OneBridge Mobile Professional is a personal information management (PIM) and messaging application that lets mobile business users access and use email, contacts, calendar, and tasks anywhere, at any time.
Its single-sourced documentation
Previously, Mobile Professional was available for one operating system: Microsoft Windows. On that operating system, the end user could install support for either the Microsoft Exchange or Lotus Domino mail provider server, but not both.
Therefore, we produced two installation guides-one for Exchange and one for Domino-from a single source. We made text conditional as either Exchange or Domino (see the table below).
Because only one condition could be applied at a time, this strategy worked.
Product Management noted a customer demand for another operating system (Sun Solaris) and additional mail provider servers (POP and IMAP). Users would install on only one operating system, but they could have any combination of mail provider servers.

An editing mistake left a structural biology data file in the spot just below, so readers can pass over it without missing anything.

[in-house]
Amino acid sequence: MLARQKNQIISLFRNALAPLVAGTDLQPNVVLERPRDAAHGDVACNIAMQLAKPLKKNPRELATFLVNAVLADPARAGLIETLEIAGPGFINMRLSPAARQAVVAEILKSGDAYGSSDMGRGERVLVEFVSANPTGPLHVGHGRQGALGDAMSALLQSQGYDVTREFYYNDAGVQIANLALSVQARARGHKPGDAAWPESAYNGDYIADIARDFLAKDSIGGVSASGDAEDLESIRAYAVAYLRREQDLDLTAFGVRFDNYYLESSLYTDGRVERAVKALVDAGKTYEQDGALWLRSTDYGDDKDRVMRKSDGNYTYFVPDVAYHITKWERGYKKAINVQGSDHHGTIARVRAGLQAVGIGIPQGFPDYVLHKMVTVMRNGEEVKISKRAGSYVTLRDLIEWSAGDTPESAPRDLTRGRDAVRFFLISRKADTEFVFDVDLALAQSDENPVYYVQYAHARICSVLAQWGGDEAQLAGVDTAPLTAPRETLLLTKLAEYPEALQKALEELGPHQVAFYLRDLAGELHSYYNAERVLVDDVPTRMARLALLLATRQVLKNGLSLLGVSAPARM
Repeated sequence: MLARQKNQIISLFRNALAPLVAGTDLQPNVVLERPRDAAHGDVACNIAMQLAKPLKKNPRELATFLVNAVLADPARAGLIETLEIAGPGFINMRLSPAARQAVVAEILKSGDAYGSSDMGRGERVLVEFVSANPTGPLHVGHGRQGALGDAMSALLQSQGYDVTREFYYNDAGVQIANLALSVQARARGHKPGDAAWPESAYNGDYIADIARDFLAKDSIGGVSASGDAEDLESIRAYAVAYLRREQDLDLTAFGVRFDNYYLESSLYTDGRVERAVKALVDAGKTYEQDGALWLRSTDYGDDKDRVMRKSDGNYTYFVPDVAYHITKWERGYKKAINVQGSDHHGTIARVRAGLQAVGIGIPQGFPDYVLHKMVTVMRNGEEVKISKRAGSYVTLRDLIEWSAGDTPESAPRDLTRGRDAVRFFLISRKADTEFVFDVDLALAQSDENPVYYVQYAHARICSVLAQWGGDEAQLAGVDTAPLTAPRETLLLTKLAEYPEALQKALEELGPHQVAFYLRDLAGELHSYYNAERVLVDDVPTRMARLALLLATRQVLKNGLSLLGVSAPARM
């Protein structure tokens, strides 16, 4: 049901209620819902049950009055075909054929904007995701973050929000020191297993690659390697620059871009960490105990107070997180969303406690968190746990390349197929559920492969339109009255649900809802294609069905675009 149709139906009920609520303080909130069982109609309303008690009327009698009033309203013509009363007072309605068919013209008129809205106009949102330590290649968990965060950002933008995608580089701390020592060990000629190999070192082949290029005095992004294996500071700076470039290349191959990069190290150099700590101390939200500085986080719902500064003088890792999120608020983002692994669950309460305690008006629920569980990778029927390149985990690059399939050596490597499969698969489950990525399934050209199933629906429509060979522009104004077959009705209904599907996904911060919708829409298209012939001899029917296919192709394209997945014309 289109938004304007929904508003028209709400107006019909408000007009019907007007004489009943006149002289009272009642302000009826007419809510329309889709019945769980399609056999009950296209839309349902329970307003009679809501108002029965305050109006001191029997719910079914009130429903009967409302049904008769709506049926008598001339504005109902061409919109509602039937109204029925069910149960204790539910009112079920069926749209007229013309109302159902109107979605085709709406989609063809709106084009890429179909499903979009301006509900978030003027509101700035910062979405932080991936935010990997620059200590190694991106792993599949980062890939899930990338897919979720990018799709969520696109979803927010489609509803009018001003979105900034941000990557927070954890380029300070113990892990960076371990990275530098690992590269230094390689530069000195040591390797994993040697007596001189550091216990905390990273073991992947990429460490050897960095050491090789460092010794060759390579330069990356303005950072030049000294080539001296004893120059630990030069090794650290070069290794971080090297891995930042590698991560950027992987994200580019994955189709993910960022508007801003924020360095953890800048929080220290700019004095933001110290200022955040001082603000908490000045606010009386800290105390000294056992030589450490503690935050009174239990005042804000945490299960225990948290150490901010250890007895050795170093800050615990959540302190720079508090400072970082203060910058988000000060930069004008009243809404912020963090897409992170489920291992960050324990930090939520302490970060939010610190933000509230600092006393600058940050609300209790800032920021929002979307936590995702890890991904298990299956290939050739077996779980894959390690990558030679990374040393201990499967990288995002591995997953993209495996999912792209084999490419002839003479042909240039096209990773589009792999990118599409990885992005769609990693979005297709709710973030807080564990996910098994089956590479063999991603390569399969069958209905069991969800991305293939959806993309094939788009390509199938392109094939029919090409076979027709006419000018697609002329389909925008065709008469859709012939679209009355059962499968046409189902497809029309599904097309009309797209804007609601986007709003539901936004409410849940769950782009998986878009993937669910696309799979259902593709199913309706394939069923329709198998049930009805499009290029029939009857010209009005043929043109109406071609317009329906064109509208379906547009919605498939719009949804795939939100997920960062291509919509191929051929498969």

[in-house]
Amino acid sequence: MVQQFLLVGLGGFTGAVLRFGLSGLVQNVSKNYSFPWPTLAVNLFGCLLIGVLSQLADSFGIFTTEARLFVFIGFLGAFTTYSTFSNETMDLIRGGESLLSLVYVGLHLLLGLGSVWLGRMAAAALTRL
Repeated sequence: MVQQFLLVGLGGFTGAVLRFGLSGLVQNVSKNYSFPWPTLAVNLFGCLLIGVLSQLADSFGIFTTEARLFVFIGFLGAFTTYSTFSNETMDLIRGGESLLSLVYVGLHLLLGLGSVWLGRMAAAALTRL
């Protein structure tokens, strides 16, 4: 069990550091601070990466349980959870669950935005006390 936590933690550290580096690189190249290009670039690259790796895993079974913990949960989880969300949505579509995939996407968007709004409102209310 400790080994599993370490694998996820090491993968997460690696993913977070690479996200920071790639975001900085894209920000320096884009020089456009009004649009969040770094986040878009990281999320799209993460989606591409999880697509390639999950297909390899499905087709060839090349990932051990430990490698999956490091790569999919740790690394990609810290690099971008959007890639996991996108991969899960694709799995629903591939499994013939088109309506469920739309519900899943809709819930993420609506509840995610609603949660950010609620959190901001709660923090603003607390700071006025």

Additionally, some features would be available only on certain combinations of operating system and mail provider server. For example, POP does not support tasks, so the tasks feature is available on Domino, Exchange, and IMAP (not on POP). Also, development could implement tasks on only Domino or Windows (not on Exchange, IMAP, POP, nor Solaris).
To support the new requirements, we had to add many other conditions (IMAP, POP, Windows, Solaris). In the case where a condition applied to more than one combination, we applied both conditions (see the table below).
We encountered two challenges:
- Adjacent conditional text. With more than two conditions, we could have nonsense sentences when we showed conditions. For example:
- Mobile Professional runs on OneBridge’s XMLEdge mobility platform and connects to the Microsoft ExchangeLotus DominoIMAP POP back-end messaging server.
- Conflicting conditions. The tasks feature was available on Domino on Windows only, but POP did not support it. When we wanted to create an installation guide for Windows, POP, and IMAP, we got conflicting conditions. For example: